Activation of the Sonic Hedgehog pathway in thyroid neoplasms and its potential role in tumor cell proliferation

in Endocrine-Related Cancer
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  • 1 Departments of, General Surgery, Pathology, Rush University Medical Center, 1653 West Congress Parkway, Chicago, Illinois 60612, USA

The sonic hedgehog (SHH) pathway is activated in several types of malignancy and plays an important role in tumor cell proliferation and tumorigenesis. SHH binding to a 12-pass transmembrane receptor, Patched (PTCH), leads to freeing of Smoothened (SMO) and subsequent activation of GLI transcription factors. In the present study, we analyzed the expression of SHH, PTCH, SMO, and GLI1 in 31 follicular thyroid adenomas (FTA), 8 anaplastic thyroid carcinomas (ATC), and 51 papillary thyroid carcinomas (PTC) by immunohistochemical staining. More than 65% of FTA, PTC, and ATC specimens stained positive for SHH, PTCH, SMO, and GLI. However, the expression of the genes encoding these four molecules did not correlate with any clinicopathologic parameters, including the age, gender, the status of BRAF gene mutation, tumor stage, local invasion, and metastasis. Three thyroid tumor cell lines (KAT-18, WRO82, and SW1736) all expressed the genes encoding these four molecules. 5-Bromo-2-deoxyuridine labeling and MTT cell proliferation assays revealed that cyclopamine (CP), an inhibitor of the SHH pathway, was able to inhibit the proliferation of KAT-18 and WRO82 cells more effectively than SW1736 cells. CP led to the arrest of cell cycle or apoptosis. Knockdown of SHH and GLI expression by miRNA constructs that target SHH or GLI mRNA in KAT-18 and SW1736 cells led to the inhibition of cell proliferation. Our results suggest that the SHH pathway is widely activated in thyroid neoplasms and may have potential as an early marker of thyroid cancer or as a potential therapeutic target for thyroid cancer treatment.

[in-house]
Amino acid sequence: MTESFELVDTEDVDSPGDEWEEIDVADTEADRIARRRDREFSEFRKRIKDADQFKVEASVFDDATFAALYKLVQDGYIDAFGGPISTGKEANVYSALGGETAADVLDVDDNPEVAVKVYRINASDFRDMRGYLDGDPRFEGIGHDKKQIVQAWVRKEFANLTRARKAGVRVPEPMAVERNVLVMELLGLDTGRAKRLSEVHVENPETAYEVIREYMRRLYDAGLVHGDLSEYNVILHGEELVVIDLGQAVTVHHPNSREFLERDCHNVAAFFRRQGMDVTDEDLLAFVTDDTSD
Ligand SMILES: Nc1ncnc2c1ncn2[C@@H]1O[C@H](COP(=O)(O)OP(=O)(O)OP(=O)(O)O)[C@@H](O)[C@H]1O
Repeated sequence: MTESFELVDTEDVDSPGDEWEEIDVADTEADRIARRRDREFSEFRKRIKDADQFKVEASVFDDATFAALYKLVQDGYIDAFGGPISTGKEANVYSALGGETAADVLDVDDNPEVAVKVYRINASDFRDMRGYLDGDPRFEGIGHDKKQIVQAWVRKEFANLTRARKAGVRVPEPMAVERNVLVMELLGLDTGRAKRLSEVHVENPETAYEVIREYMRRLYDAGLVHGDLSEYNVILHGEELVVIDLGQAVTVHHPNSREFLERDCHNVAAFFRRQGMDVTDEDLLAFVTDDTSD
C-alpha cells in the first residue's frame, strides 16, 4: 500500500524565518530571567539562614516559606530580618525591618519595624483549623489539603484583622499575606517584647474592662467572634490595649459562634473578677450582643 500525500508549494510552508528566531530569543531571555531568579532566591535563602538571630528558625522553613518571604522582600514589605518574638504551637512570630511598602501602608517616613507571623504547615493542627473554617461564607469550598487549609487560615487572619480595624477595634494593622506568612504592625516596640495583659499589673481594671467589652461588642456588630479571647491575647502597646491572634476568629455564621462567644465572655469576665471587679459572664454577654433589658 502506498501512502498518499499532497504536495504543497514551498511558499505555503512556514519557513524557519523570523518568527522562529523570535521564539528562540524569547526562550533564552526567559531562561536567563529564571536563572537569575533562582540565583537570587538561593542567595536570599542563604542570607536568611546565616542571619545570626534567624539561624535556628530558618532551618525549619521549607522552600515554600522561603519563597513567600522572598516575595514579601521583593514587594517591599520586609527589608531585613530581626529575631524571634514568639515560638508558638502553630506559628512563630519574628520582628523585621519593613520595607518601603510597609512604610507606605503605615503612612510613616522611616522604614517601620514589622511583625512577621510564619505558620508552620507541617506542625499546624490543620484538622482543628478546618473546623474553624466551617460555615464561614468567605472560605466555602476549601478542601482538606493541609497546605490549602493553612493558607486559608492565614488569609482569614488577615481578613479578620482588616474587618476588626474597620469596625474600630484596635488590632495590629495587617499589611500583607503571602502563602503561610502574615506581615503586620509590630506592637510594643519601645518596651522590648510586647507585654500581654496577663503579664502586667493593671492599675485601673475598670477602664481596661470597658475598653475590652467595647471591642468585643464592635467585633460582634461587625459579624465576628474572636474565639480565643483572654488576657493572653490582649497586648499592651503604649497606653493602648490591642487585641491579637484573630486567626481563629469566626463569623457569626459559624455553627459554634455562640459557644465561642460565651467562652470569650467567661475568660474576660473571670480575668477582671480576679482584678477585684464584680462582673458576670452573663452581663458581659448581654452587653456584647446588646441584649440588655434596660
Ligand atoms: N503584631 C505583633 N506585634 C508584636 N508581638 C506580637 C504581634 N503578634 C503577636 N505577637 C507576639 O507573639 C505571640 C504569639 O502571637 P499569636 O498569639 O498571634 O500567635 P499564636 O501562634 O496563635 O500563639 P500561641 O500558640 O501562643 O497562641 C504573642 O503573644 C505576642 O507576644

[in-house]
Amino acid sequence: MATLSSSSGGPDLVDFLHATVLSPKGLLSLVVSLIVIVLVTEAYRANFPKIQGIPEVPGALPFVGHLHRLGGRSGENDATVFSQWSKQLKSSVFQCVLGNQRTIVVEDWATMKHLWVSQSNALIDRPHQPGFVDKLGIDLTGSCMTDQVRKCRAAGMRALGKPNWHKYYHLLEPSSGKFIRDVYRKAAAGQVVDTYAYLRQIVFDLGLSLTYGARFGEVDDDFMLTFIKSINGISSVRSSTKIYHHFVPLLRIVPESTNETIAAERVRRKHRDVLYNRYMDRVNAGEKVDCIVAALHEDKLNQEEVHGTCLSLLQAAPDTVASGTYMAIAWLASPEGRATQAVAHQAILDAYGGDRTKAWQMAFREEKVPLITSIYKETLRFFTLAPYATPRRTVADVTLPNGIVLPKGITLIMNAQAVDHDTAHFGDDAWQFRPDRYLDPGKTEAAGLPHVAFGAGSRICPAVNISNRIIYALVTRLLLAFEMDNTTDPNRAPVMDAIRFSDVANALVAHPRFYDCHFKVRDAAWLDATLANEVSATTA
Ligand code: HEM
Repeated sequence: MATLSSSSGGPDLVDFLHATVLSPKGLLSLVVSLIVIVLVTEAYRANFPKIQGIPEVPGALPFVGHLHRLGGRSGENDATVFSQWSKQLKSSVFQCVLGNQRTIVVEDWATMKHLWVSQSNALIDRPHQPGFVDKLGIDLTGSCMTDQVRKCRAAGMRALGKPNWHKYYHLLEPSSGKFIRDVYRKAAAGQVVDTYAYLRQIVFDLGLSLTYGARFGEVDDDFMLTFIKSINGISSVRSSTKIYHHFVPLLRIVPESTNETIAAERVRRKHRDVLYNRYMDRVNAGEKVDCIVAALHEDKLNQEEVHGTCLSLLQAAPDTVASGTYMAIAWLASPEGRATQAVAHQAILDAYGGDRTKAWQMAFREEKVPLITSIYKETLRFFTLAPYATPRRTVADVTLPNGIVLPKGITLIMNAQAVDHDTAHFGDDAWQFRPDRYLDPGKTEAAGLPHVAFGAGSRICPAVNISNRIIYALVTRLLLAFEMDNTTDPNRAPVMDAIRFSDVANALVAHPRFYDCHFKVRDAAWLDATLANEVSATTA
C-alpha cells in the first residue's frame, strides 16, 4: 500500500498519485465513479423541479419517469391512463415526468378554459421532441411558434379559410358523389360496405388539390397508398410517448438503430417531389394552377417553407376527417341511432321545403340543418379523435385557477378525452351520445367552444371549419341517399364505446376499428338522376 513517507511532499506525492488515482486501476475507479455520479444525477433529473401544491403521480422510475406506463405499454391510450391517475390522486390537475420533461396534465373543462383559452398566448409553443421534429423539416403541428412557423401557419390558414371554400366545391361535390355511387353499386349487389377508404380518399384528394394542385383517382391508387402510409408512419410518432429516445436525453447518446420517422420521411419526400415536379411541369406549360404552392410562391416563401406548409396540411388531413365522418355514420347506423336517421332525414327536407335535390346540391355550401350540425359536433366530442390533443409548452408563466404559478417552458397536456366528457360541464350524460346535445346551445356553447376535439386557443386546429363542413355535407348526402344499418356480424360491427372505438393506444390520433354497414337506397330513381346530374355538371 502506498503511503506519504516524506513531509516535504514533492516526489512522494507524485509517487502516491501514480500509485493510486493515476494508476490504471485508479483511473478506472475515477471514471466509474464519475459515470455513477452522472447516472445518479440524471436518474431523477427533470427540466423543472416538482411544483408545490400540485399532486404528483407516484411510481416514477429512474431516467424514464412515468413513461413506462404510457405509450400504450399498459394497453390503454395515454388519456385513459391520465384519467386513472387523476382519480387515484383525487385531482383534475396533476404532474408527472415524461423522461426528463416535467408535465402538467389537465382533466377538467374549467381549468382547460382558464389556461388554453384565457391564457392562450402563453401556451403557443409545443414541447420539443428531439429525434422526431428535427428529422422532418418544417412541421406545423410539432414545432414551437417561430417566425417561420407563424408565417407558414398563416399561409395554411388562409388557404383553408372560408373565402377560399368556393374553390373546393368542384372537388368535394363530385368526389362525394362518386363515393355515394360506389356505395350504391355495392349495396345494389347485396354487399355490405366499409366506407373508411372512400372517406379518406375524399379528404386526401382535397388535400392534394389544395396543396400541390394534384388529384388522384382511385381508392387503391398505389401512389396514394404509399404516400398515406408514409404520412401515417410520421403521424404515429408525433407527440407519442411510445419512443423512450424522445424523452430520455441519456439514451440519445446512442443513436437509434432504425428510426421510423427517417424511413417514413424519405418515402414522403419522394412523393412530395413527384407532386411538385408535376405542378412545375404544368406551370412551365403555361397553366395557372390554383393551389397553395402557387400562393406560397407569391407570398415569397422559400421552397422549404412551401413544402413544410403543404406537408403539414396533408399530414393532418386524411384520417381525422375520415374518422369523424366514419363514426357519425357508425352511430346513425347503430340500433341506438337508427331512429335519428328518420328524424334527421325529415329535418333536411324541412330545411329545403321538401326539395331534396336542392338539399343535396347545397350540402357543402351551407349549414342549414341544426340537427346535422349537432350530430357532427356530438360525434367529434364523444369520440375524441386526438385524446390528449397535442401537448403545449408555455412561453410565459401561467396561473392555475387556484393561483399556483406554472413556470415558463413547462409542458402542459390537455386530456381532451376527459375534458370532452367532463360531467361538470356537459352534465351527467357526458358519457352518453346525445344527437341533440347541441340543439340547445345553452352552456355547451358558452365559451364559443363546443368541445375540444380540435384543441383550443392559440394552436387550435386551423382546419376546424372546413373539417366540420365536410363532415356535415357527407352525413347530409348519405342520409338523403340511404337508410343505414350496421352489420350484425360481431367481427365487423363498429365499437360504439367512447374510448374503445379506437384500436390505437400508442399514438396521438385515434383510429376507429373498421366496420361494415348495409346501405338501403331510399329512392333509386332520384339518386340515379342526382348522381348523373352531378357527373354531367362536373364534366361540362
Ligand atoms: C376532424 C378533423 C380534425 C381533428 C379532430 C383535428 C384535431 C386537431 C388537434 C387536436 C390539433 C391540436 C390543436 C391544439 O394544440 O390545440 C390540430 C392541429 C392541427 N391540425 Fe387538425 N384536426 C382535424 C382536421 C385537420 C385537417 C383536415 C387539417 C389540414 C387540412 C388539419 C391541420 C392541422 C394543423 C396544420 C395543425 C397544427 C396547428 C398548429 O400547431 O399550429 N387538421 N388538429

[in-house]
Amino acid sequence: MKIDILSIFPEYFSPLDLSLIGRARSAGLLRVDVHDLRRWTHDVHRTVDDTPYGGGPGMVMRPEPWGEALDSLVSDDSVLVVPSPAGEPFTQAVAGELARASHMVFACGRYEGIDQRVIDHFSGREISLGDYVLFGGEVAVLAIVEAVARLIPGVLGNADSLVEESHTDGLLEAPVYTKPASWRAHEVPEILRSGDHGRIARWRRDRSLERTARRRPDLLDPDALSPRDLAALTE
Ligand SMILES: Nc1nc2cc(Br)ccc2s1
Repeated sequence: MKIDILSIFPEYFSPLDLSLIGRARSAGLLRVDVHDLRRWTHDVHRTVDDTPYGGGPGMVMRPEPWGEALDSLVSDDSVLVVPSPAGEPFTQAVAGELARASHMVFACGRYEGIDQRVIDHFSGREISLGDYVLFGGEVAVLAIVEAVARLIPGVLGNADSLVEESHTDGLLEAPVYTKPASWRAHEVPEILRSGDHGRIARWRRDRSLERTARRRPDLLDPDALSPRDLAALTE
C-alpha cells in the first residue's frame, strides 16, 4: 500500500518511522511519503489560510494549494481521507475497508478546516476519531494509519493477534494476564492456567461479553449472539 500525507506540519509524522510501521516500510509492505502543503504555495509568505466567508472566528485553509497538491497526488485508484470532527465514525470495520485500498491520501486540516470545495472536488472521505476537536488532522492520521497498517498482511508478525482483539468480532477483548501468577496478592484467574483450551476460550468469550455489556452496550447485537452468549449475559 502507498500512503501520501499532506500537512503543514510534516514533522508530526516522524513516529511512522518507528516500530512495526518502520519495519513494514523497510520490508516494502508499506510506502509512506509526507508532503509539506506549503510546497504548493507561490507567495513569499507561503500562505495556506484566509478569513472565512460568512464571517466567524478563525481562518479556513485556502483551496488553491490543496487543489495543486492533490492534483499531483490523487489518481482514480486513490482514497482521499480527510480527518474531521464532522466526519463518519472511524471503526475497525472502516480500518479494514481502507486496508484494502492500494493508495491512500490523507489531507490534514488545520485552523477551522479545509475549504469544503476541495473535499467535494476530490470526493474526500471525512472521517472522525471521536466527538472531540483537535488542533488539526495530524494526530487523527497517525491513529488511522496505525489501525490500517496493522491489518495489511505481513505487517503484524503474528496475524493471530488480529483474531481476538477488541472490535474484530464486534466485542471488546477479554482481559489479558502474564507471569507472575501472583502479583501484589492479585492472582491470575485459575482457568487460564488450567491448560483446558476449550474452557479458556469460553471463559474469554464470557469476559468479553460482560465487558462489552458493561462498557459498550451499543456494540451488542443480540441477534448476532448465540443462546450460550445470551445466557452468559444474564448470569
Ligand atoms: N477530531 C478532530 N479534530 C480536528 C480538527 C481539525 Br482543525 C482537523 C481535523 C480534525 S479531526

Abstract

The sonic hedgehog (SHH) pathway is activated in several types of malignancy and plays an important role in tumor cell proliferation and tumorigenesis. SHH binding to a 12-pass transmembrane receptor, Patched (PTCH), leads to freeing of Smoothened (SMO) and subsequent activation of GLI transcription factors. In the present study, we analyzed the expression of SHH, PTCH, SMO, and GLI1 in 31 follicular thyroid adenomas (FTA), 8 anaplastic thyroid carcinomas (ATC), and 51 papillary thyroid carcinomas (PTC) by immunohistochemical staining. More than 65% of FTA, PTC, and ATC specimens stained positive for SHH, PTCH, SMO, and GLI. However, the expression of the genes encoding these four molecules did not correlate with any clinicopathologic parameters, including the age, gender, the status of BRAF gene mutation, tumor stage, local invasion, and metastasis. Three thyroid tumor cell lines (KAT-18, WRO82, and SW1736) all expressed the genes encoding these four molecules. 5-Bromo-2-deoxyuridine labeling and MTT cell proliferation assays revealed that cyclopamine (CP), an inhibitor of the SHH pathway, was able to inhibit the proliferation of KAT-18 and WRO82 cells more effectively than SW1736 cells. CP led to the arrest of cell cycle or apoptosis. Knockdown of SHH and GLI expression by miRNA constructs that target SHH or GLI mRNA in KAT-18 and SW1736 cells led to the inhibition of cell proliferation. Our results suggest that the SHH pathway is widely activated in thyroid neoplasms and may have potential as an early marker of thyroid cancer or as a potential therapeutic target for thyroid cancer treatment.